Get & Transform: An Alternative to Finding the Last Delimiter with Formulas

Sometimes, our data has multiple delimiters. Finding the first delimiter with formulas has been pretty easy over the years. Finding the final delimiter hasn’t been as easy…until now. In this post, we’ll use a Get & Transform query to grab the characters after the last delimiter.


Before we jump into the mechanics, let’s be clear about our objective. Let’s say we have some data that contains delimiters. For example, the column below contains the full account, and a colon delimiter is used to identify sub-accounts.

Full account by Jeff Lenning

If you inspect the list, you’ll notice that the first account doesn’t contain a delimiter. The next few rows contain a single delimiter. The last two rows contain two delimiters.

Our goal is to create a new column that contains the lowest account, that is, the characters after the last delimiter. If there are no sub-accounts, and thus no delimiters, our column should contain the primary account.

In a previous post, we discussed a formula-based approach to do this. In this post, we’ll use a Get & Transform query instead.


We’ll accomplish this task using the following steps:

  • Create a new query
  • Transform the data
  • Return it to Excel

Let’s get started.

Note: The steps below are presented with Excel for Windows 2016. If you are using a different version of Excel, please note that the features presented may not be available or you may need to download and install the Power Query Add-in.

Create a new query

To create the new query, we simply select any cell in our full account list and click the following Get & Transform command:

  • Data > From Table

This pulls the Full Account column into the query editor, as shown below.

Query editor by Jeff Lenning

With our account list in the query editor, it is time to obtain the lowest account.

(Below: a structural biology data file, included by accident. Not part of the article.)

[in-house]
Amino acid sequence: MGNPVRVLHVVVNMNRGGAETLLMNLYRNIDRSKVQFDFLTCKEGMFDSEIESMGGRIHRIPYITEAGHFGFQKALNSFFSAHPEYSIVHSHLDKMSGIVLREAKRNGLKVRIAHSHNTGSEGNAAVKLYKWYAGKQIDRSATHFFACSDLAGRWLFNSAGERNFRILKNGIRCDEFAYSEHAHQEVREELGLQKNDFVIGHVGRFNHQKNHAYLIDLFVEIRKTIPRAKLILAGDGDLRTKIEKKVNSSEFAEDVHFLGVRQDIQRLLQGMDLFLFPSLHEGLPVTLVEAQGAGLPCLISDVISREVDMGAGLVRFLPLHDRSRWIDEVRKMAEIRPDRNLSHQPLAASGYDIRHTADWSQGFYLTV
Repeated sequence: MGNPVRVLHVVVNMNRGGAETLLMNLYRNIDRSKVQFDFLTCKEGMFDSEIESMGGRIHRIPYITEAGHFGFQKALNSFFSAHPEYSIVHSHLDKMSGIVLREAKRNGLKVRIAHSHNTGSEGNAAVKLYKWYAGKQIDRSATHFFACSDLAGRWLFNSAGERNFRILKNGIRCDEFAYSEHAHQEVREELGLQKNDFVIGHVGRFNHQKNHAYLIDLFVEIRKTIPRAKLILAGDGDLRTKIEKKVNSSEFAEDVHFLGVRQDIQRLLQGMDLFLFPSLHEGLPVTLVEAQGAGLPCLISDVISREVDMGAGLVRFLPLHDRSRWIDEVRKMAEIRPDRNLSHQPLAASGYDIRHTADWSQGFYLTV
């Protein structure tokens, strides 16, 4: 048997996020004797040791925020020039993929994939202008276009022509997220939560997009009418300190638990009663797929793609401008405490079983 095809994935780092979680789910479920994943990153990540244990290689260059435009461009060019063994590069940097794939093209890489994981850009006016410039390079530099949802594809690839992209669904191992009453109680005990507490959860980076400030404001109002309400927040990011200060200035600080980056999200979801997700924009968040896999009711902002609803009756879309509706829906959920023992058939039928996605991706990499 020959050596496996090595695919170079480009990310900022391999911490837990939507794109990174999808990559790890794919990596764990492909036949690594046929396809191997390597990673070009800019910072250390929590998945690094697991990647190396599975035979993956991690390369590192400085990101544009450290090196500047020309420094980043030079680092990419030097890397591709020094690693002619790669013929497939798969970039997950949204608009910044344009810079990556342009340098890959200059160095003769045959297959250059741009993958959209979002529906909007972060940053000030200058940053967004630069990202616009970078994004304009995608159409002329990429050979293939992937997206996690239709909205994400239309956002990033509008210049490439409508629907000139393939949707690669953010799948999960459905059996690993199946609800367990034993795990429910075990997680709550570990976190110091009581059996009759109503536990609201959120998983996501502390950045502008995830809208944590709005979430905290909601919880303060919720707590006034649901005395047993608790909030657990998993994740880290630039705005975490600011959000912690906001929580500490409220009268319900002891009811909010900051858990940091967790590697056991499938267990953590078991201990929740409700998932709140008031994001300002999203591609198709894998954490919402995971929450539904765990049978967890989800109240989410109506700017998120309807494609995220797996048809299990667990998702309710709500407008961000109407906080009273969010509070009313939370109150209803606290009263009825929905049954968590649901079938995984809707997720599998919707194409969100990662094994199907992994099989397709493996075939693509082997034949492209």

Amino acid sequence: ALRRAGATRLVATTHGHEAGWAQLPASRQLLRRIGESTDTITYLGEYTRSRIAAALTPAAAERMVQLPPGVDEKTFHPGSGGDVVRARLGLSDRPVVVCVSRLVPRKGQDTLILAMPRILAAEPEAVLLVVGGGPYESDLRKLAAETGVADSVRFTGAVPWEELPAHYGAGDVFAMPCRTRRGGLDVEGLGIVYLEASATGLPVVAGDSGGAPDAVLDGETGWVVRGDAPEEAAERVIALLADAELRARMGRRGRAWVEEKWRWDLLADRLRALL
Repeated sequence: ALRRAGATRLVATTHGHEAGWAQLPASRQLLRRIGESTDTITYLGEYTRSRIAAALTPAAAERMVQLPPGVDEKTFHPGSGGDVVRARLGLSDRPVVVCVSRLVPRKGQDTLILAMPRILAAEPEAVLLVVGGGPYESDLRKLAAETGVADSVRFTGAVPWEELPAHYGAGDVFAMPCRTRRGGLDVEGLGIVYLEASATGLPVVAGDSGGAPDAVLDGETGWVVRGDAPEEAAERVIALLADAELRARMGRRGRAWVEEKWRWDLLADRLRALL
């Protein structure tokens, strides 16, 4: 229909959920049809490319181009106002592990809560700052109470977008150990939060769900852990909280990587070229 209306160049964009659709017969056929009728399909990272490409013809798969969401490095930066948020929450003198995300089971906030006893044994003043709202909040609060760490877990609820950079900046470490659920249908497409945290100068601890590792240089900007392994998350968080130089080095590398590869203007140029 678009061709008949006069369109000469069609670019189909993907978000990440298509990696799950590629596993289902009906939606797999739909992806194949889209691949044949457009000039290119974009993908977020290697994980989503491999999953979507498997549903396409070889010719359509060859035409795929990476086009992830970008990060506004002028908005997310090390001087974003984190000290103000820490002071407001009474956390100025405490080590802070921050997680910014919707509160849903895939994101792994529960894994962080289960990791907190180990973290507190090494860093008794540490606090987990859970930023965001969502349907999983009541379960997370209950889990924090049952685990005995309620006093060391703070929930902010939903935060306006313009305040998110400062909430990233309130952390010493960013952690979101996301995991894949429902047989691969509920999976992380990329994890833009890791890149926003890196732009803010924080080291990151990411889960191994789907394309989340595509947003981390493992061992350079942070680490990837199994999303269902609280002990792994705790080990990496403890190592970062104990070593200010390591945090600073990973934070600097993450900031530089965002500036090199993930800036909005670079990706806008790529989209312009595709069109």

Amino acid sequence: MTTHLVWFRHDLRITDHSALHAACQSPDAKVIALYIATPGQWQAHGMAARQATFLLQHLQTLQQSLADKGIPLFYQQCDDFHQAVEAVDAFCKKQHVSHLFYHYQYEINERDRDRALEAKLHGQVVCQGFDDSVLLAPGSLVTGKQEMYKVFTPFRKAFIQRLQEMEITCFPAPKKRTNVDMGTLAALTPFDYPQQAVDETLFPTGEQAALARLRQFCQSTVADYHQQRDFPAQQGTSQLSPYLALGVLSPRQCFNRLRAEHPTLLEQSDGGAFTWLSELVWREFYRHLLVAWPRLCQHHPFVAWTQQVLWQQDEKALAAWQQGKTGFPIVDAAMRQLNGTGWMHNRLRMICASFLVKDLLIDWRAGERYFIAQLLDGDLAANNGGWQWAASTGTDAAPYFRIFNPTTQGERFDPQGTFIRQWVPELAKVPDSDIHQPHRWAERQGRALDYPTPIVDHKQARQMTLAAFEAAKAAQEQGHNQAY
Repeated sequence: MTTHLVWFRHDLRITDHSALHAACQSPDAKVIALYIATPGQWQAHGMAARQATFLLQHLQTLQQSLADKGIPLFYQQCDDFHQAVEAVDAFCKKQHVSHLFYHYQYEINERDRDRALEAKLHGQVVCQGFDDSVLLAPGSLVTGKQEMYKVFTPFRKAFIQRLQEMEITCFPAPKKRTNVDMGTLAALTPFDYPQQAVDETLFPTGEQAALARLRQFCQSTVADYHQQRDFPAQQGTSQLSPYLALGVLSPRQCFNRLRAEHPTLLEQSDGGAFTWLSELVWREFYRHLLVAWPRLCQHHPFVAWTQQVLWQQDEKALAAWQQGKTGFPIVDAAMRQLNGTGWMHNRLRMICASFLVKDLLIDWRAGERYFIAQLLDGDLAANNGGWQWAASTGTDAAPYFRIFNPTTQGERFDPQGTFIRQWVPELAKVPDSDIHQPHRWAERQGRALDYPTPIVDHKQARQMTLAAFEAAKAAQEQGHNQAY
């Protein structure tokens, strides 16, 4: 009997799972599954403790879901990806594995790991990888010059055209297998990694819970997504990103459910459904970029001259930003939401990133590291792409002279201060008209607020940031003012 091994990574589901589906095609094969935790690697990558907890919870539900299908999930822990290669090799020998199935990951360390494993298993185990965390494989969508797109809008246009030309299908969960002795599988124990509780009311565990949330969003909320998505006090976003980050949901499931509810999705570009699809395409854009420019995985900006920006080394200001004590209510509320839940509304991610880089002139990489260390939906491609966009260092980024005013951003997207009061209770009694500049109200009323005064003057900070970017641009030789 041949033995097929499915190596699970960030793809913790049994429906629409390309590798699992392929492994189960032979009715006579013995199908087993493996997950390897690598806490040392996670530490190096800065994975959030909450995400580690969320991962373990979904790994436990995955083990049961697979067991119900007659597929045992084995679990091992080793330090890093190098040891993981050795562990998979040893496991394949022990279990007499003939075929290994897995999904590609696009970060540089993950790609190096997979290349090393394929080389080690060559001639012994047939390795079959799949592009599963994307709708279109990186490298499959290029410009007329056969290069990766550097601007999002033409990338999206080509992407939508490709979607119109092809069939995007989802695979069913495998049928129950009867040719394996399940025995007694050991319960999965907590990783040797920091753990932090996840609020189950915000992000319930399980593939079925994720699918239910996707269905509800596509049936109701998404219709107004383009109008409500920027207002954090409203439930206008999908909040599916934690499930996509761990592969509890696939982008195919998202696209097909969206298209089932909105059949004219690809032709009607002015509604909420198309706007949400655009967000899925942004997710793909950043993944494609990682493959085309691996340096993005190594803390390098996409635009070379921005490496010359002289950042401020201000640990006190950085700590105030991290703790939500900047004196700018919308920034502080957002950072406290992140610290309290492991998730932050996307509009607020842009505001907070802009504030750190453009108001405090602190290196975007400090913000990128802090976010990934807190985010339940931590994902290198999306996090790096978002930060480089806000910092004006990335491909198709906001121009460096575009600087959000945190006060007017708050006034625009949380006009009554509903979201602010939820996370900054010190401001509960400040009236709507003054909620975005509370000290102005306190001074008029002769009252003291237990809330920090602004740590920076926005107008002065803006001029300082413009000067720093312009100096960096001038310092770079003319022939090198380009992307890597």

Transform the data

With the Full Account column selected, we ask Excel to split it into two columns with the following command:

  • Transform > Text Column > Split Column > By Delimiter

In the resulting dialog, we tell Excel that the delimiter is a Custom delimiter, and then specify the colon. We opt to Split At the right-most delimiter, as shown below.

Split by custom delimiter by Jeff Lenning

When we click OK, the query editor contains two columns (Full Account.1 and Full Account.2), as shown below.

Split by delimiter by Jeff Lenning

Everything looks good at this point except for the full accounts without a delimiter. When there is no delimiter, null is returned. An easy way to remedy this is to create a new conditional column. It will check to see if Full Account.2 is null, and if it is, it will use the Full Account.1 value, otherwise, the Full Account.2 value.

We add the new conditional column by selecting the following command:

  • Add Column > Conditional Column

Note: if the Conditional Column command is disabled, be sure that only a single column in the query editor is selected.

In the resulting dialog, we tell Excel the column name is Lowest, and that if the Full Account.2 column value equals null then the output is the Full Account.1 value, otherwise, it is the Full Account.2 value. This is shown below.

Conditional column by Jeff Lenning

When we click OK, our new column is looking good, as shown below.

Lowest account by Jeff Lenning

Now, we can pick and choose which columns to return to Excel. Since we want to return only the Lowest column, we right-click its header and select Remove Other Columns. The result is shown below.

Pick return column

With our desired column selected, it is time to return the data to Excel.

Return it to Excel

If we want to return the lowest account column to a specific place in our workbook, we can use the Home > Close & Load To command. If we want to return the data to a new worksheet, we can use the Close & Load command. The data is returned to our workbook, as shown below.

Return to Excel by Jeff Lenning

The best news is that next period, if any new accounts are added, we can simply right-click and refresh to instantly update the results table.

If you have any alternatives to finding the last delimiter, please share by posting a comment below.


Posted in ,

Jeff Lenning

I love sharing the things I've learned about Excel, and I built Excel University to help me do that. My motto is: Learn Excel. Work Faster.

Excel is not what it used to be.

You need the Excel Proficiency Roadmap now. Includes 6 steps for a successful journey, 3 things to avoid, and weekly Excel tips.

Want to learn Excel?

Our training programs start at $29 and will help you learn Excel quickly.

Leave a Comment